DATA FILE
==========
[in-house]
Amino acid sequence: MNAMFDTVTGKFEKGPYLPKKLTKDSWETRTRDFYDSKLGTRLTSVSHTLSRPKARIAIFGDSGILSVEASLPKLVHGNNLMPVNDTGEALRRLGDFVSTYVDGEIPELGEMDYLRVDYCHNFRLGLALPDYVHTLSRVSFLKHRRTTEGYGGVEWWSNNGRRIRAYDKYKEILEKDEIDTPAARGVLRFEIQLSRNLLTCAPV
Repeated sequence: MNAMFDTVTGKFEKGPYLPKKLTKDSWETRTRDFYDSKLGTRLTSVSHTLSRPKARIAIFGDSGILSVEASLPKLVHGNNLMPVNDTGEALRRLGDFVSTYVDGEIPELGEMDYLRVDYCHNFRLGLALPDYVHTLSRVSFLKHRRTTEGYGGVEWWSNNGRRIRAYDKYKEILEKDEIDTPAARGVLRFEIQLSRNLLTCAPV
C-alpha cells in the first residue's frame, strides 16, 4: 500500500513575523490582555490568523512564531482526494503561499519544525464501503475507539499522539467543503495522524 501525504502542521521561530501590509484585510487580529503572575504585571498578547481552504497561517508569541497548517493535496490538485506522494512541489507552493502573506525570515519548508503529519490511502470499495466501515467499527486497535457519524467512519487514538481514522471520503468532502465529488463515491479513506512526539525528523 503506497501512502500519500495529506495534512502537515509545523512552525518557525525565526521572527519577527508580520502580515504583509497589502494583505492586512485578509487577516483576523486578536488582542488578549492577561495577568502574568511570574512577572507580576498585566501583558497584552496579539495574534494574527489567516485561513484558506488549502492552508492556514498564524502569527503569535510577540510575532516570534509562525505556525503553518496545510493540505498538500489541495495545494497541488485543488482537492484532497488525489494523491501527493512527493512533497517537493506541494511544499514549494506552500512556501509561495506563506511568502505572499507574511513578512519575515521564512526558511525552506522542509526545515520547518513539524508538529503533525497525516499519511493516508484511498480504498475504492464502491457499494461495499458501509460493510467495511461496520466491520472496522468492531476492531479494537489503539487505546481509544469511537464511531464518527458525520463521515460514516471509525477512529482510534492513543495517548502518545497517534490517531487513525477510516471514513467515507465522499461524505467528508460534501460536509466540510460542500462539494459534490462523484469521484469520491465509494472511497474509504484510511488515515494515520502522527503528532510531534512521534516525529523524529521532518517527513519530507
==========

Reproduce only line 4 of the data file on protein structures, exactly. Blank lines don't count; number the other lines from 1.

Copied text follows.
C-alpha cells in the first residue's frame, strides 16, 4: 500500500513575523490582555490568523512564531482526494503561499519544525464501503475507539499522539467543503495522524 501525504502542521521561530501590509484585510487580529503572575504585571498578547481552504497561517508569541497548517493535496490538485506522494512541489507552493502573506525570515519548508503529519490511502470499495466501515467499527486497535457519524467512519487514538481514522471520503468532502465529488463515491479513506512526539525528523 503506497501512502500519500495529506495534512502537515509545523512552525518557525525565526521572527519577527508580520502580515504583509497589502494583505492586512485578509487577516483576523486578536488582542488578549492577561495577568502574568511570574512577572507580576498585566501583558497584552496579539495574534494574527489567516485561513484558506488549502492552508492556514498564524502569527503569535510577540510575532516570534509562525505556525503553518496545510493540505498538500489541495495545494497541488485543488482537492484532497488525489494523491501527493512527493512533497517537493506541494511544499514549494506552500512556501509561495506563506511568502505572499507574511513578512519575515521564512526558511525552506522542509526545515520547518513539524508538529503533525497525516499519511493516508484511498480504498475504492464502491457499494461495499458501509460493510467495511461496520466491520472496522468492531476492531479494537489503539487505546481509544469511537464511531464518527458525520463521515460514516471509525477512529482510534492513543495517548502518545497517534490517531487513525477510516471514513467515507465522499461524505467528508460534501460536509466540510460542500462539494459534490462523484469521484469520491465509494472511497474509504484510511488515515494515520502522527503528532510531534512521534516525529523524529521532518517527513519530507